Driving always comes with a certain amount of danger, but once you have children in the car with you, the risks take on a whole new level of importance. You have the responsibility to do everything in your power to make sure they’re safe.
First and foremost, that means finding the right car seat and using it effectively.
Car Seat Safety Tips
You know you need a car seat, but making sure you buy the right one and use it the right way can be complicated. Here are the five main things you need to know to get it right.
1. Make sure you have the appropriate car seat for the age and size of the child.
Car seats are built to accommodate specific child size ranges, so you’ll need to make a few changes from the time you bring your baby home to the point that they’re big enough for a seat belt only.
Also note that car seats expire, so make sure you check the expiration date when buying a new car seat, and know that you won’t necessarily be able to use the same seat for multiple kids.
According to Consumer Reports, the main types of car seats are:
- Infant Car Seat – These are designed to be rear-facing and are best for children up to 2 years old, or between 4 and 40 lbs. You’ll know your baby has outgrown an infant car seat when the top of their head rests less than an inch from the top of the seat, or when they grow beyond the weight range recommended by the manufacturer.
- Convertible Seat – When your kid outgrows the infant car seat, the next step up is the convertible seat. These are designed so that you can start out using them rear-facing (which is safest), then switch them to front-facing once your kid outgrows rear facing. These can therefore last you awhile, from ages 1 up to 8, in some cases, or 20 lbs to 50 lbs.
- Booster Seat – Once your kid outgrows the manufacturer’s limits for using a forward-facing convertible seat, it’s time to buy a booster seat. These help your kid reach the right height to use the car’s seat belt safely. They’re often used for kids ages 8 to 13, and up to 80 lbs.
While there are some general recommendations for the age and weight ranges for each type of car seat, what’s more important is to pay close attention to the instructions that come with the model of car seat you buy. Go by the weight, height, and age information the manufacturer provides and pay attention to your kid’s growth so you upgrade the moment the time comes.
2. Only use car seats in the back seat.
The air bags that keep adults safe in the front seat during a crash can be deadly for kids in a car seat. Airbag exposure during a crash makes it twice as likely that a child will have serious injuries. In fact, all children under the age of 13 should sit in the backseat for safety, even if they’ve outgrown their car seats by then.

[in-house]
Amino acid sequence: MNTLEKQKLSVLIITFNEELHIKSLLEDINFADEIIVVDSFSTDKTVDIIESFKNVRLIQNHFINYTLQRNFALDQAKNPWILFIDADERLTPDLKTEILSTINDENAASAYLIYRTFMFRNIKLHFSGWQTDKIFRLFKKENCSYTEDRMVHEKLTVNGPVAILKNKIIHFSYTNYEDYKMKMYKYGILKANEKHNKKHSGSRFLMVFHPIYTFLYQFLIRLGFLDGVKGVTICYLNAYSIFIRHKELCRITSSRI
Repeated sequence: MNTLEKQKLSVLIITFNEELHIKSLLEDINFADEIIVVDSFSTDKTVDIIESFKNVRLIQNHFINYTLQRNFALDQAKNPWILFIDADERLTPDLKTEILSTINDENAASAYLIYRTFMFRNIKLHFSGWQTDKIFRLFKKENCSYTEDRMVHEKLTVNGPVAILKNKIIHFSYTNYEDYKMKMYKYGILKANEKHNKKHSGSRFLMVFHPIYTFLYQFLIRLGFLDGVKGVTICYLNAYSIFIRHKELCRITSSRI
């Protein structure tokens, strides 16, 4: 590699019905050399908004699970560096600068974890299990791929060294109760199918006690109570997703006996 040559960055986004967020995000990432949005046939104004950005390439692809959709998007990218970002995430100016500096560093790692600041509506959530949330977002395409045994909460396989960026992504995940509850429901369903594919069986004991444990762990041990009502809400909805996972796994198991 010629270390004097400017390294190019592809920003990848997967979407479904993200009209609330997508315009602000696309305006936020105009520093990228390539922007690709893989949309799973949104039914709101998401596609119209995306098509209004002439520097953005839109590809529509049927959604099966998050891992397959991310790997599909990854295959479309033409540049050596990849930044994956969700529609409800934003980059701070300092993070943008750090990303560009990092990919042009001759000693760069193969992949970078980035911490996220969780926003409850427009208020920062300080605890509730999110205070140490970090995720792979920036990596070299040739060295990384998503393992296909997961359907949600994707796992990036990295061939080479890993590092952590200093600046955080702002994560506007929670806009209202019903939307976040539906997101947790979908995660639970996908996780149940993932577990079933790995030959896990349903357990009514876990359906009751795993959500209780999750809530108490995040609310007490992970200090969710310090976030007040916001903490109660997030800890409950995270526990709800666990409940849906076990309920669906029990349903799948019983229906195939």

3. Follow the instructions for installation.
This part is trickier than it sounds. According to Consumer Reports, almost 80% of all car seats are installed incorrectly. Clearly it’s easier to get it wrong than to get it right.
Carefully follow the installation instructions provided and see if there are videos provided by the manufacturer to provide extra visual instruction as well.
Since this isn’t something worth taking chances on, go get inspected by a certified technician in your area. They’re trained to recognize proper car seat installation, so you don’t have to take any chances.
Pro tip: Many fire stations and police departments will inspect or help install your car seat for free.
4. Make sure you strap your kids in properly.
Getting the car seat in the car correctly matters, but making sure you get your kids into the car seat just correctly is just as important. Experienced paramedic and parent Krystal Kleidon advises the upside down test. If you’re not confident that your child would stay in the seat if you held it upside down with them inside of it, then you haven’t strapped them in right.
Make sure that you get all the straps tight enough and that your child isn’t wearing any bulky clothing that keeps you from being able to get them properly strapped in. The car seat can’t do its job if it can’t keep your kid in place upon impact.
5. Always use the car seat.
The last tip should be obvious, but is still worth stating. Don’t think you can get away with skipping the car seat even on short drives. No matter how far you’re going, make sure you use the car seat to keep your kid safe.
Bonus Tips for Kid Car Safety
Car seat safety is important, but there are other things you should be thinking about to keep your kids safe when you’re on the road.
Avoid distracted driving.
Car seats keep your kids safe in case of an incident or crash, but obviously everyone will be safer if you avoid any collisions altogether. Distracted driving is a huge and growing cause of car accidents – and it’s not just about texting. It’s easy to get so comfortable driving that you casually eat, drink, text, or talk to your kids in the backseat while you’re at the wheel. When you do that, you’re putting everyone else in the car at risk, so commit to focusing on the road instead.
Never leave your child in the car.
Especially a hot car. We’ve all heard the horrifying stories of children left in a car on a hot day. In the summer, be especially vigilant about always getting your child out of the car seat when you stop somewhere, even if you’re only running in for a few minutes.
Every day you get in the car with your kids, you’re taking a risk. Everything you do to reduce that risk though can increase their likelihood of getting back home safe each day.